Fund Balance & Bond Rating
You may wonder how the City’s fund balance relates to our bond rating. There is not an exact equation in order to retain or achieve a specific rating. Bond analysts would review our level of reserves (all reserves, including cash flow, debt, unreserved, etc.) as part of their review of our entire financial and management picture.
Fund Balance Policy
If we have a fund balance policy (which we do) and are in compliance with that policy (which we are), all the better. If we are not in compliance with that policy, we need to have a plan to get back within the policy. There are dozens of factors that go into a bond rating. How we fare in one category will not likely be the sole determining factor to change our bond rating. However, it could cause the rating agents to dig a little deeper in one category or another.
It is helpful to remember that the rating agents are supposed to provide a level of due diligence for the bond buyer. The bond buyer is actually loaning us money for a specific project. The rating process is intended to assess the borrower's willingness and ability to pay back the loan, so the bond buyer can evaluate the risk and, with knowledge, loan money at a rate of return commensurate with the risk they are willing to take. The more reliable the repayment (i.e. higher rating) the lower the risk and lower the rate that is required. The more risky the repayment (i.e. lower rating), the higher rate of return is required, so a higher interest rate must be paid by the government.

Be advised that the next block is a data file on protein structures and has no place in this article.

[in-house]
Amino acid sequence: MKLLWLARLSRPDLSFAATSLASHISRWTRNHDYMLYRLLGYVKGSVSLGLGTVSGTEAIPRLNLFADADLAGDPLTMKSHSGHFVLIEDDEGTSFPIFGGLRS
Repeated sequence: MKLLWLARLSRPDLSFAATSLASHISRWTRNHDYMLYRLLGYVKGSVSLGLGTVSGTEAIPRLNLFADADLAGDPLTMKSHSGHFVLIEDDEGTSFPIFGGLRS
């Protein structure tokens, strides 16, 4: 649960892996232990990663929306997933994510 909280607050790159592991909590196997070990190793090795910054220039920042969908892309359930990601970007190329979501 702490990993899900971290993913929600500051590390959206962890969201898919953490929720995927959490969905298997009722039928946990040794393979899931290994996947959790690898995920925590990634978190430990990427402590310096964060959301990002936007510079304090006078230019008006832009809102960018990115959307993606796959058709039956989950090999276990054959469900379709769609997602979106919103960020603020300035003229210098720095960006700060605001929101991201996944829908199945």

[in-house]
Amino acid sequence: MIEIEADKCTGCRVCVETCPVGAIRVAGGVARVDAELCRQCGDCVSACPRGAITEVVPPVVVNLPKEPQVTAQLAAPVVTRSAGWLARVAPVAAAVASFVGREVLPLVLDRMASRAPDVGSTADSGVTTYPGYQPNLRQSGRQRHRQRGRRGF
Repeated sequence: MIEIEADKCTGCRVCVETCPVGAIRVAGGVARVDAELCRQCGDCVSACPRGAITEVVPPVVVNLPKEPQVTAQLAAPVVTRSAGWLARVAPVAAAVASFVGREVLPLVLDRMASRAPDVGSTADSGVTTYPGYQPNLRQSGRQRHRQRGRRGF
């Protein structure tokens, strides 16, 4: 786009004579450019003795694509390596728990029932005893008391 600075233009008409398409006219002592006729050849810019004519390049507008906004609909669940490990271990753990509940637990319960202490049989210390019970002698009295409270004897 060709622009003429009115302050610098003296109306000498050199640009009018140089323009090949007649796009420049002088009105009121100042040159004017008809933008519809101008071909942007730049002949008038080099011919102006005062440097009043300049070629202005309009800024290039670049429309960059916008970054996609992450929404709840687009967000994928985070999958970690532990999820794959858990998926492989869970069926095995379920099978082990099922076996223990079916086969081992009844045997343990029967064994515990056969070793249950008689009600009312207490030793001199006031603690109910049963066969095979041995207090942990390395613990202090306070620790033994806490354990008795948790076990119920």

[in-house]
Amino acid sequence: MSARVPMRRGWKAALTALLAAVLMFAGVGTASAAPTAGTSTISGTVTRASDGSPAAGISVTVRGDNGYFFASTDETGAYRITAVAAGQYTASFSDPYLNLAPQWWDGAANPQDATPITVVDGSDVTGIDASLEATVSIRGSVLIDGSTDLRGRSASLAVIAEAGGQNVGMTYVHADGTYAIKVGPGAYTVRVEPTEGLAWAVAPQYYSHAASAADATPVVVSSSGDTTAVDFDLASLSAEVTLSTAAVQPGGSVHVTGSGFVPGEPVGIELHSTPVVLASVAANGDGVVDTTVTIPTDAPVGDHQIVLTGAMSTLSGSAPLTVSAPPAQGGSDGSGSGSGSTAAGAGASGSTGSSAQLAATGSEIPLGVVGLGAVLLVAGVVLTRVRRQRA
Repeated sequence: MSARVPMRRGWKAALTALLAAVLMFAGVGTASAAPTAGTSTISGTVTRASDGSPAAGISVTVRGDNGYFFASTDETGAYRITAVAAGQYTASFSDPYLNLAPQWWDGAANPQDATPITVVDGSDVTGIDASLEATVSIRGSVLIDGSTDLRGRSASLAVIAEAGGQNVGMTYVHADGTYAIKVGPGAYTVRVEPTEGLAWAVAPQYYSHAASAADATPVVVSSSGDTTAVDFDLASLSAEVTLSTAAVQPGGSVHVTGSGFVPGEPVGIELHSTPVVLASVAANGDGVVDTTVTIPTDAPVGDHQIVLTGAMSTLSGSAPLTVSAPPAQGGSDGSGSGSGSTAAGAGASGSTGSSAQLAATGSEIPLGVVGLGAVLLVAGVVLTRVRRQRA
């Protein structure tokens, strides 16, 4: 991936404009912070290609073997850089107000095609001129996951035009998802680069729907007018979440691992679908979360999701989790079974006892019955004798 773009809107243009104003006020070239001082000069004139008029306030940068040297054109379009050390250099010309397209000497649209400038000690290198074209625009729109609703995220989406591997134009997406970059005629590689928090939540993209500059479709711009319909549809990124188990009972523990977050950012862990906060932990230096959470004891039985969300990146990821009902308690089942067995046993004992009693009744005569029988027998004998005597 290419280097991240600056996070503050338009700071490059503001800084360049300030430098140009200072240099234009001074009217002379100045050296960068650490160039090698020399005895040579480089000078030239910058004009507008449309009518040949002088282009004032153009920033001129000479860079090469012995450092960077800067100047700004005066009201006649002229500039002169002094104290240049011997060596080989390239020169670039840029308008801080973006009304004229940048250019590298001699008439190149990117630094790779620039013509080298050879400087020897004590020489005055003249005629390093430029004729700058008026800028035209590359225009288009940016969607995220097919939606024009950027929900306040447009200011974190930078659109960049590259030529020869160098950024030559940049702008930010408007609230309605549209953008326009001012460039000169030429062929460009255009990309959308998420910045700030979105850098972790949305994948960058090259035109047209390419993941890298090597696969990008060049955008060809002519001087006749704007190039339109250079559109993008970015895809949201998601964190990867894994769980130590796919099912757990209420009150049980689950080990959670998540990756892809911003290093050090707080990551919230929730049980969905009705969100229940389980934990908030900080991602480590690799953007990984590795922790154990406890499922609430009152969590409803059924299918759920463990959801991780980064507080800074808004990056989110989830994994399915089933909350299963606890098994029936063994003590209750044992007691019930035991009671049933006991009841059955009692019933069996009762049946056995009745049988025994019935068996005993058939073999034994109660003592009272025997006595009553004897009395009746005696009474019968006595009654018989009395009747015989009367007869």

It was with this in mind that we established the debt service reserve above and beyond the Cashflow reserve (which is 25% of expenditures). We have the Cashflow reserve to meet payrolls and accounts payable check runs. We have a debt service reserve to assure that funds are set aside equal to the amount of 1 year of governmental debt service payments so we can be sure funds are available for debt payments.